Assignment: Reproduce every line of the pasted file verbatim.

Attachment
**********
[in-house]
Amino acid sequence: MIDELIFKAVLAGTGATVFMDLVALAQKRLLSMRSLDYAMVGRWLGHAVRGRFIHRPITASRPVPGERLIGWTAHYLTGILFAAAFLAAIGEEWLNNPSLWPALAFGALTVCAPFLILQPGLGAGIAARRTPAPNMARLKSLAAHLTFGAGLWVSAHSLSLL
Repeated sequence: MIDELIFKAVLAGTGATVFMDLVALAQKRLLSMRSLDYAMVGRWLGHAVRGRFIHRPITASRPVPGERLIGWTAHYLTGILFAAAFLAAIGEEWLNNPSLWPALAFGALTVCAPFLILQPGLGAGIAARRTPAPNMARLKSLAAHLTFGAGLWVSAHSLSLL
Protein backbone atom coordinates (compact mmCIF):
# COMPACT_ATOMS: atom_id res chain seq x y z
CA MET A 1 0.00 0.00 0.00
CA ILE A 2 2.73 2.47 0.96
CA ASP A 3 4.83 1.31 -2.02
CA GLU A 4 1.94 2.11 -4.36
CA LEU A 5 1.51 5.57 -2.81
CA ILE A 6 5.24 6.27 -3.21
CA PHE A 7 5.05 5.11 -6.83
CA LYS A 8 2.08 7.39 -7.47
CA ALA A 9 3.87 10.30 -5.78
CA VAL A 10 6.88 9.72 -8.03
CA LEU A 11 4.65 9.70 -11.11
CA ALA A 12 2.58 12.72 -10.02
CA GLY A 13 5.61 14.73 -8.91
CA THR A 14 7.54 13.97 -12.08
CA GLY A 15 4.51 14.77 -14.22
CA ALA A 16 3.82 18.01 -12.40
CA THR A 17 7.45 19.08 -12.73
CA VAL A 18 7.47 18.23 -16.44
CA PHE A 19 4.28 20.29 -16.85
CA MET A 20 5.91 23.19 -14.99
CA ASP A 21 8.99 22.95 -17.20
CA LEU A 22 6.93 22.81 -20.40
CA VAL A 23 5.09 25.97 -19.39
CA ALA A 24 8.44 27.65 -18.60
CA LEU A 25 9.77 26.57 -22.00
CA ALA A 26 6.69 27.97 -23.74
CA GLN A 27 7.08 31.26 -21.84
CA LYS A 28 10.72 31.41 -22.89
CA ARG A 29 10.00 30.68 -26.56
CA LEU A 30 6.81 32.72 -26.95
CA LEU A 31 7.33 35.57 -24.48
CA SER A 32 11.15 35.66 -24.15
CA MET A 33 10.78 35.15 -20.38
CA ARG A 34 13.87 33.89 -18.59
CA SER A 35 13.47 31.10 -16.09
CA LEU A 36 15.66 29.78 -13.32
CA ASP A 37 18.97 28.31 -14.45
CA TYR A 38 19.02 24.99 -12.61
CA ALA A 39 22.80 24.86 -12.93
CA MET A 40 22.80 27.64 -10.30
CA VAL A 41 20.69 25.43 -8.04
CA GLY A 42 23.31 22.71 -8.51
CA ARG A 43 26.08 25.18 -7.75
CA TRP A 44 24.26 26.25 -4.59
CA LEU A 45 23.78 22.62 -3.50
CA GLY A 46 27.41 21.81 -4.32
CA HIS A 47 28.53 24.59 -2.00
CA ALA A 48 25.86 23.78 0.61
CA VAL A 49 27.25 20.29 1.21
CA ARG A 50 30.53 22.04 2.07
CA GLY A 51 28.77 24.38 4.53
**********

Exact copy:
[in-house]
Amino acid sequence: MIDELIFKAVLAGTGATVFMDLVALAQKRLLSMRSLDYAMVGRWLGHAVRGRFIHRPITASRPVPGERLIGWTAHYLTGILFAAAFLAAIGEEWLNNPSLWPALAFGALTVCAPFLILQPGLGAGIAARRTPAPNMARLKSLAAHLTFGAGLWVSAHSLSLL
Repeated sequence: MIDELIFKAVLAGTGATVFMDLVALAQKRLLSMRSLDYAMVGRWLGHAVRGRFIHRPITASRPVPGERLIGWTAHYLTGILFAAAFLAAIGEEWLNNPSLWPALAFGALTVCAPFLILQPGLGAGIAARRTPAPNMARLKSLAAHLTFGAGLWVSAHSLSLL
Protein backbone atom coordinates (compact mmCIF):
# COMPACT_ATOMS: atom_id res chain seq x y z
CA MET A 1 0.00 0.00 0.00
CA ILE A 2 2.73 2.47 0.96
CA ASP A 3 4.83 1.31 -2.02
CA GLU A 4 1.94 2.11 -4.36
CA LEU A 5 1.51 5.57 -2.81
CA ILE A 6 5.24 6.27 -3.21
CA PHE A 7 5.05 5.11 -6.83
CA LYS A 8 2.08 7.39 -7.47
CA ALA A 9 3.87 10.30 -5.78
CA VAL A 10 6.88 9.72 -8.03
CA LEU A 11 4.65 9.70 -11.11
CA ALA A 12 2.58 12.72 -10.02
CA GLY A 13 5.61 14.73 -8.91
CA THR A 14 7.54 13.97 -12.08
CA GLY A 15 4.51 14.77 -14.22
CA ALA A 16 3.82 18.01 -12.40
CA THR A 17 7.45 19.08 -12.73
CA VAL A 18 7.47 18.23 -16.44
CA PHE A 19 4.28 20.29 -16.85
CA MET A 20 5.91 23.19 -14.99
CA ASP A 21 8.99 22.95 -17.20
CA LEU A 22 6.93 22.81 -20.40
CA VAL A 23 5.09 25.97 -19.39
CA ALA A 24 8.44 27.65 -18.60
CA LEU A 25 9.77 26.57 -22.00
CA ALA A 26 6.69 27.97 -23.74
CA GLN A 27 7.08 31.26 -21.84
CA LYS A 28 10.72 31.41 -22.89
CA ARG A 29 10.00 30.68 -26.56
CA LEU A 30 6.81 32.72 -26.95
CA LEU A 31 7.33 35.57 -24.48
CA SER A 32 11.15 35.66 -24.15
CA MET A 33 10.78 35.15 -20.38
CA ARG A 34 13.87 33.89 -18.59
CA SER A 35 13.47 31.10 -16.09
CA LEU A 36 15.66 29.78 -13.32
CA ASP A 37 18.97 28.31 -14.45
CA TYR A 38 19.02 24.99 -12.61
CA ALA A 39 22.80 24.86 -12.93
CA MET A 40 22.80 27.64 -10.30
CA VAL A 41 20.69 25.43 -8.04
CA GLY A 42 23.31 22.71 -8.51
CA ARG A 43 26.08 25.18 -7.75
CA TRP A 44 24.26 26.25 -4.59
CA LEU A 45 23.78 22.62 -3.50
CA GLY A 46 27.41 21.81 -4.32
CA HIS A 47 28.53 24.59 -2.00
CA ALA A 48 25.86 23.78 0.61
CA VAL A 49 27.25 20.29 1.21
CA ARG A 50 30.53 22.04 2.07
CA GLY A 51 28.77 24.38 4.53